9. #19
    Quote Originally Posted by funklab View Post
    Do they still do CAD drawings?

    I seem to remember people on here saying they were told it just isn't possible any more (or there is a charge for it or something). My last DME (who I just switched from) had multiple mistakes on their order form, so I plan to do this, but I don't think I'm there just yet.
    As others have already said, yes they still generate CAD drawings. Many DMEs don't share them with the customer which makes no sense. At Bike-On, we require that our customers approve the CAD as it protects all the parties involved. It also facilitates the collaborative process of spec'ing a new chair.

  10. #20
    Quote Originally Posted by Patrick Madsen View Post
    For a Tilite, I always add 1" to the frame to get a better grip on the frame when transferring.2" is a lot depending on front frame angle. You want approx. 2 finger space between back of knees and front of seat. Yep, a CAD is a must for me. They rarely get it right so good to see the specs drawn out.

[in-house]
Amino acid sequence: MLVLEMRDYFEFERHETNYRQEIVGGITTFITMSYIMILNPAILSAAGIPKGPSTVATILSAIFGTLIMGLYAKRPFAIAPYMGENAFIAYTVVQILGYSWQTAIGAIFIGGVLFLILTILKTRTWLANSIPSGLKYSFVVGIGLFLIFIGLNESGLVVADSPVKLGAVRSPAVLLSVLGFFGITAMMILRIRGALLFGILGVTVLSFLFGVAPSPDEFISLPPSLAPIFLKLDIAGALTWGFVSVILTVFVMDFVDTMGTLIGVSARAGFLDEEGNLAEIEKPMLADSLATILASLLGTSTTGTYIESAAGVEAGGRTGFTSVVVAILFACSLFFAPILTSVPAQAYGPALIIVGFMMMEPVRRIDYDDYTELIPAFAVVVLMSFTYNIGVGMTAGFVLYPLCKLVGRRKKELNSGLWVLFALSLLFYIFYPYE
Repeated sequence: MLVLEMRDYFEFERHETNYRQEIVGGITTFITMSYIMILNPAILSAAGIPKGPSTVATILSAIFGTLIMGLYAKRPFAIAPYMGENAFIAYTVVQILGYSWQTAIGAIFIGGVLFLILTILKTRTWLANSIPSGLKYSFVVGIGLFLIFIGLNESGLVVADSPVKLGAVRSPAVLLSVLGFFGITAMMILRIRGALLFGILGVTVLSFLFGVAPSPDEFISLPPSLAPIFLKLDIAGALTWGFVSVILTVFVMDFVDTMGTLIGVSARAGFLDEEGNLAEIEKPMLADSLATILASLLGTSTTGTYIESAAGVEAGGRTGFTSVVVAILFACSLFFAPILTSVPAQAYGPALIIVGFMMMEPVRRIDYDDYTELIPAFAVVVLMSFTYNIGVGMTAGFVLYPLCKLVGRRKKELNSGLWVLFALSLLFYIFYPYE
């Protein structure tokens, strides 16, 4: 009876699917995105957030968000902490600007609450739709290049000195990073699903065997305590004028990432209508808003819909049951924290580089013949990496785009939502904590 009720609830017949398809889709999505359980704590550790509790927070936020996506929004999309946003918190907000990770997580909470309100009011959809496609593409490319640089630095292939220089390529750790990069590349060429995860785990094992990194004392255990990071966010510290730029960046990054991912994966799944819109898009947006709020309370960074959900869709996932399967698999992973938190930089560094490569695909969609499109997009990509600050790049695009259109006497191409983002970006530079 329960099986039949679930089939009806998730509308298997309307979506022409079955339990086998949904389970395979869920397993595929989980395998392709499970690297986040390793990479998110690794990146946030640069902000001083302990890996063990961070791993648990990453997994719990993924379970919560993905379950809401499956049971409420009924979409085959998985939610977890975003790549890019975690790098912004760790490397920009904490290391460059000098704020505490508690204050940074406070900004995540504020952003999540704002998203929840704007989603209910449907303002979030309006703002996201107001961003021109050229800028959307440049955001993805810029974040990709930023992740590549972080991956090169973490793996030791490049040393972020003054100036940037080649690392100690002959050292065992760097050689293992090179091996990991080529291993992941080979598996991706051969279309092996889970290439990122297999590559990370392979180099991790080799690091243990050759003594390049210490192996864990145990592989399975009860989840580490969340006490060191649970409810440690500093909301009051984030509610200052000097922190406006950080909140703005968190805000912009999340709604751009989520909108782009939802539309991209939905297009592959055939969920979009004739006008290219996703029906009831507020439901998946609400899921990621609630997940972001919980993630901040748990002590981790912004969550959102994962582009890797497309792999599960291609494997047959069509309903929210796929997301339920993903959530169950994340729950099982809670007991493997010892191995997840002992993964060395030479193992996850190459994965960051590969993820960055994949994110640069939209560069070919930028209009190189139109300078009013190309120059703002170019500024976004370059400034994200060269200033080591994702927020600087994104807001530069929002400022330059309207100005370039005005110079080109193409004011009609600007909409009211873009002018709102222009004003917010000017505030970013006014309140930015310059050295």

TiLite makes frame depth 1-1/2" greater than seat depth by default. Their order form provides the option of frame depth = seat depth. But when I spec it that way they resist. Ultimately, I got around it by specing seat depth 1-1/2" shorter. The frame ends up the same either way. The only difference is shorter seat upholstery. Go figure. Sometimes I wonder who is looking at these and making these calls.

    This matters to me because my knee tends to get caught under the front angle bend when transferring into the chair. Making frame depth = seat depth eliminates this knee trap.
    Last edited by August West; 04-17-2019 at 04:13 PM.